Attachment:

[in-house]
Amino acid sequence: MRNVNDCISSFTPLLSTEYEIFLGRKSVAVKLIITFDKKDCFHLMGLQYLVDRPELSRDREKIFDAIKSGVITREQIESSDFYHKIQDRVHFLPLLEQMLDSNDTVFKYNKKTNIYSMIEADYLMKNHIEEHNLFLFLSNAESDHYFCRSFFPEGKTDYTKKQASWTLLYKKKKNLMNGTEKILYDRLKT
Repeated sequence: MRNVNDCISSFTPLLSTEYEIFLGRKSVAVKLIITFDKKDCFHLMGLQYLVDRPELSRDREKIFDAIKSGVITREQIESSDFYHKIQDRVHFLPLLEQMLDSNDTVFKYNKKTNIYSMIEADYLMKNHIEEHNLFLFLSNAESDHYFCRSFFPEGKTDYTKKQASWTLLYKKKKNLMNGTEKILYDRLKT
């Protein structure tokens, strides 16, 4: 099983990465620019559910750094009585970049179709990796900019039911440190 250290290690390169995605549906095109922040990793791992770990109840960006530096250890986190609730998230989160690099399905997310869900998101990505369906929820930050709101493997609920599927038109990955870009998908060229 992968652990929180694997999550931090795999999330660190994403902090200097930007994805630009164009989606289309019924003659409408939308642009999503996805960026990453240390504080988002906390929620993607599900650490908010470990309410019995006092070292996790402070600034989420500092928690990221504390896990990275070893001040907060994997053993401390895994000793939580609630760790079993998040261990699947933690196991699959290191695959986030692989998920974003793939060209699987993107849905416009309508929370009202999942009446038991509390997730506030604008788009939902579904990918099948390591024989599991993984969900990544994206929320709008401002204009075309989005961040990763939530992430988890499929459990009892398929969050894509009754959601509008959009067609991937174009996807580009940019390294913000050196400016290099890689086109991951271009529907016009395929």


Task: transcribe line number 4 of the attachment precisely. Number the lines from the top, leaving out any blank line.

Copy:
């Protein structure tokens, strides 16, 4: 099983990465620019559910750094009585970049179709990796900019039911440190 250290290690390169995605549906095109922040990793791992770990109840960006530096250890986190609730998230989160690099399905997310869900998101990505369906929820930050709101493997609920599927038109990955870009998908060229 992968652990929180694997999550931090795999999330660190994403902090200097930007994805630009164009989606289309019924003659409408939308642009999503996805960026990453240390504080988002906390929620993607599900650490908010470990309410019995006092070292996790402070600034989420500092928690990221504390896990990275070893001040907060994997053993401390895994000793939580609630760790079993998040261990699947933690196991699959290191695959986030692989998920974003793939060209699987993107849905416009309508929370009202999942009446038991509390997730506030604008788009939902579904990918099948390591024989599991993984969900990544994206929320709008401002204009075309989005961040990763939530992430988890499929459990009892398929969050894509009754959601509008959009067609991937174009996807580009940019390294913000050196400016290099890689086109991951271009529907016009395929």